SPACE SAMURAI FANG (Supēsu Bushi Fang) aka ROCKET WOLF FANG (aka Roketto Ōkami Fang) is a character I made up when I was a little kid. I wrote a lengthy origin story on the Harvard mainframe (where my mom worked), which garnered me a fan letter. He’s the last survivor of an alien race, whose been recruited by the emperor who killed his people. (I think the plan was that Fang would eventually get revenge: I’ve always been about the long-unfolding plots, I guess.)
This 1/6th scale mini-bust was sculpted with Sculpey Firm, Super Sculpt, and Apoxie, and painted with acrylic paints.
Here’s a teenage drawing of the character, then a sketch from memory from a week or so ago that lead to the sculpture:
Created in 1930 as a disembodied narrator for radio crime dramas, the Shadow eventually gained a persona, backstory, and has had many bloody adventures on radio (voiced by a young Orson Welles, among others), pulp magazines (mostly written by magician-turned-author Walter B. Gibson under the pen-name Maxwell Grant), comic books, and film (a 1994 feature starring Alec Baldwin). Having learned to “cloud men’s minds” in the Far East, Lamont Cranston (a.k.a. Kent Allard) returns to his native New York City and wages a brutal war on crime, aided by agents from many different fields of expertise. His famous catchphrase “who knows what evil lurks in the hearts of men?” was often accompanied, on radio, by his chilling, humorless laughter.
The Shadow was a precursor to Batman, and a huge influence on Batman’s creators Bill Finger and Bob Kane. Batman spent his first year occasionally toting a gun and dispatching criminals as ruthlessly as the Shadow did.
This 1/6th scale mini-bust was sculpted with Sculpey Firm, Super Sculpt, and Apoxie, and painted with acrylics and cel vinyl.
From a recent photoshoot with Tony Martins (@TonyM_Photo), this is Steel. This 1/9th scale figure was sculpted with a mixture of Super Sculpey over an aluminum foil armature, primed and painted with acrylic paints.
When Superman was (briefly) killed by the monster Doomsday back in 1993, construction worker John Henry Irons was trapped by falling debris from the battle. When he finally pulled himself free, he declared “Gotta stop Doomsday!” as though he had to continue the fallen Superman’s never-ending battle.
Art by Jon Bogdanove, words by Louise Simonson, from The Adventures of Superman #500 (June 1993).
In subsequent comics, Steel built a suit of powered armor with which gives him superhuman strength and the power of flight, and is probably best known for the movie in which he was played by Shaquille O’Neal.
But I liked Steel best in that first appearance, where he looked for all the world like an amalgamation of two American myths, John Henry and Superman.
Steel was created by Louise Simonson and Jon Bogdanove.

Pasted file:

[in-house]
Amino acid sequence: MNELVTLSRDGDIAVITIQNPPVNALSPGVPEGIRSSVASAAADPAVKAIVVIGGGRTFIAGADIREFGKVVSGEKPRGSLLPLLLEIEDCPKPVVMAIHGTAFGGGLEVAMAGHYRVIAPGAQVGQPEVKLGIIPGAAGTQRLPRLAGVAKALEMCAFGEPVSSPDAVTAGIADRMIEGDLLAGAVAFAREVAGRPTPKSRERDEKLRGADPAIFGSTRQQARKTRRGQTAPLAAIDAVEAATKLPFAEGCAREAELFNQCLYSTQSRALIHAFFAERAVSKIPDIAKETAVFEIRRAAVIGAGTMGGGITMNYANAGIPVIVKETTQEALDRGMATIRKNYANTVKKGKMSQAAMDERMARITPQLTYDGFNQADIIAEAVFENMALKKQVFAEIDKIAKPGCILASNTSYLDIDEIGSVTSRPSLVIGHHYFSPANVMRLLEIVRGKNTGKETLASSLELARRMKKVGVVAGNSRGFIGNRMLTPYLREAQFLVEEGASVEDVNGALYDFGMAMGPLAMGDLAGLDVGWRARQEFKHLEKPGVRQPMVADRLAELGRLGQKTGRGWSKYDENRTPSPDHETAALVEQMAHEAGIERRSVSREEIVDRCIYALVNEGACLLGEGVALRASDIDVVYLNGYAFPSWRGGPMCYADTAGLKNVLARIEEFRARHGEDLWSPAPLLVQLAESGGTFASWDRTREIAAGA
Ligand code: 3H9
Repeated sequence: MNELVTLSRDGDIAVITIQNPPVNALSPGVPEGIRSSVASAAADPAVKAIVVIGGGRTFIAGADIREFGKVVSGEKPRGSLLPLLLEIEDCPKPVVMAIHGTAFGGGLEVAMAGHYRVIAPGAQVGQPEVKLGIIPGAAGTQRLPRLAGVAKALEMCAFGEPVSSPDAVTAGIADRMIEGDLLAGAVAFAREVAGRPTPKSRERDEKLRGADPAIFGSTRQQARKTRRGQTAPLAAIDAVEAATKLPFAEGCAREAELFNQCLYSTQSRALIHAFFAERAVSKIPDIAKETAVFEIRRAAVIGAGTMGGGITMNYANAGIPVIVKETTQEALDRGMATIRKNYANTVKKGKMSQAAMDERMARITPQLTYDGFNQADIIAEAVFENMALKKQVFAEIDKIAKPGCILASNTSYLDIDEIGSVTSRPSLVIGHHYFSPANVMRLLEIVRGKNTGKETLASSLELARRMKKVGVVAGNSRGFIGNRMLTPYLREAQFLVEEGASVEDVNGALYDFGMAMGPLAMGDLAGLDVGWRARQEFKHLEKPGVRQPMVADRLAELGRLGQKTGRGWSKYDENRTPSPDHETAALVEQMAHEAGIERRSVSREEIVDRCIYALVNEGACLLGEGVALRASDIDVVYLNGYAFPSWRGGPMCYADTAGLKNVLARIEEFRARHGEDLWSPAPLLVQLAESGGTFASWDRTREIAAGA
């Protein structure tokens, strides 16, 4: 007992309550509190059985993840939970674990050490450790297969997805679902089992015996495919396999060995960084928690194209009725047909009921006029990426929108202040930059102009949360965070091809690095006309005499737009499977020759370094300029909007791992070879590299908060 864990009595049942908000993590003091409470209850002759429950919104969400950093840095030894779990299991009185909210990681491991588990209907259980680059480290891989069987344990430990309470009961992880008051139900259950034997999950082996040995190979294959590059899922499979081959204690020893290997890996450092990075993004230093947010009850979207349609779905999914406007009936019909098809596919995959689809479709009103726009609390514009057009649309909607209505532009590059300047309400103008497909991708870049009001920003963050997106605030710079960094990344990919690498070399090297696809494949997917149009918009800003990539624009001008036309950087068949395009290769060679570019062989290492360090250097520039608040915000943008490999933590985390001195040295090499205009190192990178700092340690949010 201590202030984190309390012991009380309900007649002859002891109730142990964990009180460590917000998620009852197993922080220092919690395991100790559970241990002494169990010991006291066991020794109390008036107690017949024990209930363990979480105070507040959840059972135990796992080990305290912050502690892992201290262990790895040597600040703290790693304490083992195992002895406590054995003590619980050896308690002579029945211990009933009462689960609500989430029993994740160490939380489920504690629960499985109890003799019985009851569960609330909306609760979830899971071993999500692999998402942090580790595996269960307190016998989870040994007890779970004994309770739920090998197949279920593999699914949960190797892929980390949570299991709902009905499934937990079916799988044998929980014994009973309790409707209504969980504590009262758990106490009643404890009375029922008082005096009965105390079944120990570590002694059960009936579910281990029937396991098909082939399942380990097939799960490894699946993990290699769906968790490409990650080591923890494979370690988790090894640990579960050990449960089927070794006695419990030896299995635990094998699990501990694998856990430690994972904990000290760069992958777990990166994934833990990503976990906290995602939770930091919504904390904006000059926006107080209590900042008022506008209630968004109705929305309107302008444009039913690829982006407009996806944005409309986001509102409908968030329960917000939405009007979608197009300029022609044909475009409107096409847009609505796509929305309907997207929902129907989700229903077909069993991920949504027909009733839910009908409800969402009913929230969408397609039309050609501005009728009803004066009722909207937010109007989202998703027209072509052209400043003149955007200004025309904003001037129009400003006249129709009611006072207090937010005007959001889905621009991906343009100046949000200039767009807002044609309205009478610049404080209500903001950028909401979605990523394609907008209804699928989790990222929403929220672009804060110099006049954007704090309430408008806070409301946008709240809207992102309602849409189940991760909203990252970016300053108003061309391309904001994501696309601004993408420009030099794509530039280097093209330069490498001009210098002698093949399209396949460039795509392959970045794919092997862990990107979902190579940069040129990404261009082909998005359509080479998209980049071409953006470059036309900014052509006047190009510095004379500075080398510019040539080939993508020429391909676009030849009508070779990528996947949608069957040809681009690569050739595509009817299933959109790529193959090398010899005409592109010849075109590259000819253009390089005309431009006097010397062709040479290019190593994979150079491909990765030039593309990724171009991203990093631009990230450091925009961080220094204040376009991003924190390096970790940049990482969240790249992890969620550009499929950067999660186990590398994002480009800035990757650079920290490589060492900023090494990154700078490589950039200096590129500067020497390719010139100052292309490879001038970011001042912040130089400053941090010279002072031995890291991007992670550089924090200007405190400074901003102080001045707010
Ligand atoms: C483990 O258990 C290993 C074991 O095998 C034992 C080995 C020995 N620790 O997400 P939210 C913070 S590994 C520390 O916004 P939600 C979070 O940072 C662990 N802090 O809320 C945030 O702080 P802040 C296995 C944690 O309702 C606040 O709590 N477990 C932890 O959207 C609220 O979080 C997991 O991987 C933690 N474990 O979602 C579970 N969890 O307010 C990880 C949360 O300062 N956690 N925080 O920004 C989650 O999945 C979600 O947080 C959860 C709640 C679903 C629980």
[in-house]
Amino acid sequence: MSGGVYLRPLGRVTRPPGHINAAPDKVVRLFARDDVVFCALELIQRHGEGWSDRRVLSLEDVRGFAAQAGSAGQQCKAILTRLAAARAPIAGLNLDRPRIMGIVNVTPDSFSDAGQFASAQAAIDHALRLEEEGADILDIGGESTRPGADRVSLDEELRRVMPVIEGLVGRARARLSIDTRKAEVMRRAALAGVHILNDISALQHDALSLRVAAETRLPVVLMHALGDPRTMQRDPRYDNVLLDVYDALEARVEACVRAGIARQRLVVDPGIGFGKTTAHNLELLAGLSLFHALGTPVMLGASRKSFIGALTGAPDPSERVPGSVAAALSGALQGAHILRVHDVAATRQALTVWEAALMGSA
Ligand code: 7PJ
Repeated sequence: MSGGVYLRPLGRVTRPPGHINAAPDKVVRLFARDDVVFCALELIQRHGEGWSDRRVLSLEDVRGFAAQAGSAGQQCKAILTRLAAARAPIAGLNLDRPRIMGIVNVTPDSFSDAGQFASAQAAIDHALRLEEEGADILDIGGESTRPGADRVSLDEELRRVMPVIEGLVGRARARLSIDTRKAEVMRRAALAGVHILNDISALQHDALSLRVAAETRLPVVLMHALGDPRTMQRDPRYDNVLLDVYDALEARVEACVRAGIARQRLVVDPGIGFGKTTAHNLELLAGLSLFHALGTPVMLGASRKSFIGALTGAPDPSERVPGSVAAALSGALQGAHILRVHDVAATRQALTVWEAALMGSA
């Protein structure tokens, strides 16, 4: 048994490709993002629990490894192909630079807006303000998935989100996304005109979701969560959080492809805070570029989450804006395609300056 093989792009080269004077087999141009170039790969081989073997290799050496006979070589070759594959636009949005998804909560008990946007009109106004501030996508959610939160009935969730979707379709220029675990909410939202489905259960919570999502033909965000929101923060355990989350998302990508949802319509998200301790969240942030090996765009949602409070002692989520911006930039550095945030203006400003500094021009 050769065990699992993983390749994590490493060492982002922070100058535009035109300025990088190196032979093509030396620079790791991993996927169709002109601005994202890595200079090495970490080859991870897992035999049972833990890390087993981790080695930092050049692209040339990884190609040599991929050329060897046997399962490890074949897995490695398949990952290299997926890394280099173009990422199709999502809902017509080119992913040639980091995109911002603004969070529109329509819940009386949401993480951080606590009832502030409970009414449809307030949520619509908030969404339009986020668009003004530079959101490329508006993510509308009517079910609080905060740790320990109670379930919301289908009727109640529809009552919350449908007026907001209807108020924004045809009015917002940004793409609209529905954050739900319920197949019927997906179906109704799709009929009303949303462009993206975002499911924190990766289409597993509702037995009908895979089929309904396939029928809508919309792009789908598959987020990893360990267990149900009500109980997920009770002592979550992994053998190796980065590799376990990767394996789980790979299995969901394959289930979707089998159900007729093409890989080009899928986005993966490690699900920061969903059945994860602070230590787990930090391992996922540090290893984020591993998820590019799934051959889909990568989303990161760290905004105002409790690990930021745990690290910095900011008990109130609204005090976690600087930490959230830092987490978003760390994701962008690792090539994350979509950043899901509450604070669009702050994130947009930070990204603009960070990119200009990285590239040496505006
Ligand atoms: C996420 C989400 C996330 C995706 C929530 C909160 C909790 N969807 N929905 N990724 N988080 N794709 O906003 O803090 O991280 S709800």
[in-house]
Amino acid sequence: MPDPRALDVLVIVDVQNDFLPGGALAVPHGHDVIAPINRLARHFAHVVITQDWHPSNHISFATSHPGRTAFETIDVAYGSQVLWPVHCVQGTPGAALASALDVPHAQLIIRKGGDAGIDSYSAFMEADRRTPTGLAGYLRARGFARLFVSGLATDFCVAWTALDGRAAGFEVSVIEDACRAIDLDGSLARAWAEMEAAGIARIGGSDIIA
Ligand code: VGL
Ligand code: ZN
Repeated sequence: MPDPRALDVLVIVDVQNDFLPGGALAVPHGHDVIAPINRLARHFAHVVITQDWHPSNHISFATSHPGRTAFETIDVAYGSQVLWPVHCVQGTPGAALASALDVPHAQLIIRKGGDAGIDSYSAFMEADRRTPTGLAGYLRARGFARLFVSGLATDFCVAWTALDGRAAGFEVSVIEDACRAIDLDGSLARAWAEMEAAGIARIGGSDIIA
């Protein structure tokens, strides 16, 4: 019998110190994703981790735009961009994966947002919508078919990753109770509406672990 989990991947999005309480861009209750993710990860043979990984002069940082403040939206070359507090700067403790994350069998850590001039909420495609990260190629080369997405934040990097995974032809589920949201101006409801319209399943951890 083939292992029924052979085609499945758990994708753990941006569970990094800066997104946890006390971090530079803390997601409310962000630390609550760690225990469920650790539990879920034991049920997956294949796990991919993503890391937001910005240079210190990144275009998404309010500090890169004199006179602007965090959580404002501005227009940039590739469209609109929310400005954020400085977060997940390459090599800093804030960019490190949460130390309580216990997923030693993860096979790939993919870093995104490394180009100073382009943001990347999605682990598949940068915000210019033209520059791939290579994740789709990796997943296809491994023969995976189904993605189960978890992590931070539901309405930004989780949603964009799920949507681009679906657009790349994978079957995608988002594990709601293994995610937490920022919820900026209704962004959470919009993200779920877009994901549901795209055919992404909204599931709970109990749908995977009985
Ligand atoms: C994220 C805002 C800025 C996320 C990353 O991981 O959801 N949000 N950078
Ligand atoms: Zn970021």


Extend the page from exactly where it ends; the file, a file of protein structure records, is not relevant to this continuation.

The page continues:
From a recent photoshoot with Tony Martins (@TonyM_Photo,) Jodorowsky and Moebius’ Metabaron. This 1/6th scale mini-bust was sculpted with a mixture of Super Sculpey and Sculpey III over an aluminum foil armature, cast in Smooth-On Smoothcast 300, primed and painted with acrylic paints.
When I sculpted this, it was a commission and I’d never read Metabarons, but liked how it came out and cast it for myself. Now I love Metabarons, and I’m glad I kept this one. I was experimenting with the paint job to try to emulate Juan Giménez‘s painting.
The Metabaron was created by Alejandro Jodorowsky and Moebius.
In the Old West, two desperadoes took refuge in a hidden California valley. One shot a “funny-lookin’ chicken” and roasted it for their dinner.
His compatriot was sick with a bad cold and had no appetite for the weird meat.
Little did the bad men know some very hungry chickens were already hunting them…
Inspired by Ray Harryhausen’s VALLEY OF THE GWANGI (which I’ve still never seen all the way through), my own take on two great icons of the American West, Cowboys and Dinosaurs.
This diorama is 2 1/2′ X 2 1/2′ across. The cowboys, dog, horses and dinosaurs were all made from Super Sculpey over an aluminum armatures. Lots of research went into cowboy gear, animal anatomy, paleontology (particularly the work of Gregory S. Paul), and the Navajo blanket worn by the sick cowboy, only to ignore all of it where it’d make for better drama.
This is an older piece I never photographed before. It was built to be viewed in person, in the dark, and I hope it translates into photos. Thanks to Sean Downey for his assistance in preparing this piece to shoot.
Created in 1939 (one month after Superman first appeared) by writer Gardner Fox and and artist Bert Christman, Wesley Dodds was a somnambulist-turned-superhero who wore an eerie gas mask and used a sleep-inducing gas gun, a kind of nonlethal variation on the Shadow. Inspired by the success of Neil Gaiman’s SANDMAN series (Gaiman’s Sandman being inspired by the earlier iteration) Wesley Dodds was revived in 1993 by writers Matt Wagner and Steven T. Seagle and artist Guy Davis in Vertigo’s SANDMAN MYSTERY THEATER, a moody crime comic set in the late ’30s.
SANDMAN MYSTERY THEATER artist Guy David depicted the Sandman’s alter ego Wesley Dodds and his girlfriend and confidant Dian Belmont as a rumpled, bookish, roly-poly couple, unusual for mainstream comics. I was inspired by Davis’ interpretation of the Sandman, as well as the rotund, overcoat-wearing protagonist of a Moebius story, To See Naples.
This piece was sculpted with a gray mix of Super-Sculpey and Sculpey III over an aluminum armature, molded in Smooth-On Oomoo 30, cast in Smooth-Cast 300, primed and painted with acrylic paints and accented with chalk and pastels. The finished piece stands about 7″ high.